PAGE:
The reverse situation might also happen. Maybe now you are making enough money to buy and own a beautiful 4-bedroom house, but you might not be that lucky in a few years (you may lose your job, divorce, etc.).

Thus, change in life circumstances – whether positive or negative – is another major reason why it might be a better idea to live in a rental property rather than to buy your own home.

  • You May Need to Relocate

If you are just starting out your career or even if you’ve worked for a company for a number of years, you might end up having to move to a totally new location, a few thousand miles away from your current home. If you own your home, you will need to sell it and look for a new property to buy. If, on the other hand, you are renting your home, you can give the required notice to your landlord and move to your new location hassle-free.

All these reasons to choose to rent a property rather than buy your own home are valid and make a strong case. However, we’ve left the best reason for last:

  • Investment Property?

Instead of buying your own home, you can buy an investment property. While buying an investment property is expensive too, your rental property will make money for you instead of just costing you money. Let’s have a look at the main reasons why it’s better to buy an investment property rather than a home:

Buying an Investment Property: A Better Idea?

  • You Are Not Bound to a Specific Market

If you want to buy a home, you have to stick to the housing market where you live, which might be quite expensive as previously discussed. However, if you are buying a rental property, there is no limit in terms of location. You can invest in real estate in your own city or out of state. With the help of a heatmap and a rental property calculator, you can find a cheap real estate market with relatively high rental rates to make money in real estate. This money will help you pay your own rent and even provide cash for your other expenses.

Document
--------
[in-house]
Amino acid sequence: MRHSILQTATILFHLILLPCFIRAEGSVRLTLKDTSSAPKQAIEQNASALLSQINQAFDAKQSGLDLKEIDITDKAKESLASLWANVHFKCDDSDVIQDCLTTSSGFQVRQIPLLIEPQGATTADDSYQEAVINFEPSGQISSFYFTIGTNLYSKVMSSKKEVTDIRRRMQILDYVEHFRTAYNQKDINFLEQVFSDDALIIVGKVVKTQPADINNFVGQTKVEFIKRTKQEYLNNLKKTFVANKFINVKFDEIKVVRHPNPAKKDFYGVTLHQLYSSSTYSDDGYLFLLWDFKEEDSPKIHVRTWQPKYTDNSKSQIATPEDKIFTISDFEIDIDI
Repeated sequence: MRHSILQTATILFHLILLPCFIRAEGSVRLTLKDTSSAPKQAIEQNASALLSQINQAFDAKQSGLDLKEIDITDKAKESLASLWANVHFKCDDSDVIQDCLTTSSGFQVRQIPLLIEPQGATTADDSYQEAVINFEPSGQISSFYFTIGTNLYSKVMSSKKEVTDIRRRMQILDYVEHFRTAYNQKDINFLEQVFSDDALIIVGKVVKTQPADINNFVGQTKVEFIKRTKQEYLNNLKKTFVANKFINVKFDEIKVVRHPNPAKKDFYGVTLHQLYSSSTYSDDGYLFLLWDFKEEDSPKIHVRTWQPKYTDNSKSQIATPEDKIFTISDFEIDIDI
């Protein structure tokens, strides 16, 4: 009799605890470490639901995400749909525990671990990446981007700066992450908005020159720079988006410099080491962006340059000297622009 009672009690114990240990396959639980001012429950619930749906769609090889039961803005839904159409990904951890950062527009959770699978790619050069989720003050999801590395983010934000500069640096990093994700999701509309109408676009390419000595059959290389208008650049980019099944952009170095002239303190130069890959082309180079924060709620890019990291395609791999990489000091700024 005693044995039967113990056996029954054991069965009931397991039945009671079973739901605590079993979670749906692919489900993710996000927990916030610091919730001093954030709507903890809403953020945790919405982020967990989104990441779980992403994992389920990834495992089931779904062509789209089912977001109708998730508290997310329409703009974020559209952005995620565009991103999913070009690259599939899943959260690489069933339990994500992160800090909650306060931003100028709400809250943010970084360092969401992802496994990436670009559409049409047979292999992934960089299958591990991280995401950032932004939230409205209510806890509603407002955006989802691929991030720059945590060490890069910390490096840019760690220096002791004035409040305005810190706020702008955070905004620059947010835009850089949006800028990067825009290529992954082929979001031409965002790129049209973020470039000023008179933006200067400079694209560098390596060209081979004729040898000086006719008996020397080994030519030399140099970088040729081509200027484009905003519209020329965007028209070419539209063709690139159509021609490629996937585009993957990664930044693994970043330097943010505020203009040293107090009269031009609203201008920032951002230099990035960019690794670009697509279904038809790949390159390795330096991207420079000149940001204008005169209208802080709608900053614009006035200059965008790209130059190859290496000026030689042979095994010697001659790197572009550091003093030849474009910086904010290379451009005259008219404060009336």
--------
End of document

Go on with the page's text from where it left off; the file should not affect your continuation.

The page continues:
• You Are Not Limited to a Specific Property Type

If you are buying your own home, you will need to look for a property which suits your needs and the needs of your family. On the other hand, if you are buying an investment property to rent out, you can purchase any property type which fits your budget as a real estate investor and then find the right tenants for it.

  • Your Tenants Will Pay Your Mortgage and Your Own Rent

As a real estate investor, you should always aim for positive cash flow properties. These are properties which generate enough rental income to cover the mortgage payments and any other expenses related to your investment property in addition to leaving extra cash for your pocket. This cash can go towards covering your own rent. This means that your tenants will not only be making your monthly mortgage payments but will also be paying some or all of your rent.

  • You Enjoy Tax Deductions

Owning an investment property benefits from tax deductions as you have a real estate property and also run a business. This means you take advantage of depreciation, while also being able to ask for deductions on expenses related to your rental business.

  • You Can Grow Your Real Estate Investment Portfolio

If you succeed in investing in a rental property with high rental income and strong positive cash flow, in a few years you should sit on enough cash to be able to purchase another investment property. The more properties you have in your real estate investment portfolio, the faster you will be able to grow your business. That is to say that investing in real estate is a self-growing business which allows you to make more and more money. Once you are a successful real estate investor, you can buy your dream primary residence as well as a number of vacation homes.

Although you might have grown up listening about the importance of buying a home, this decision is not always the best one. In many cases, it is better to rent a property rather than buy your own home. This is particularly the case if you think you might have what it takes to buy an investment property and become a real estate investor with the cash saved from not buying your own home.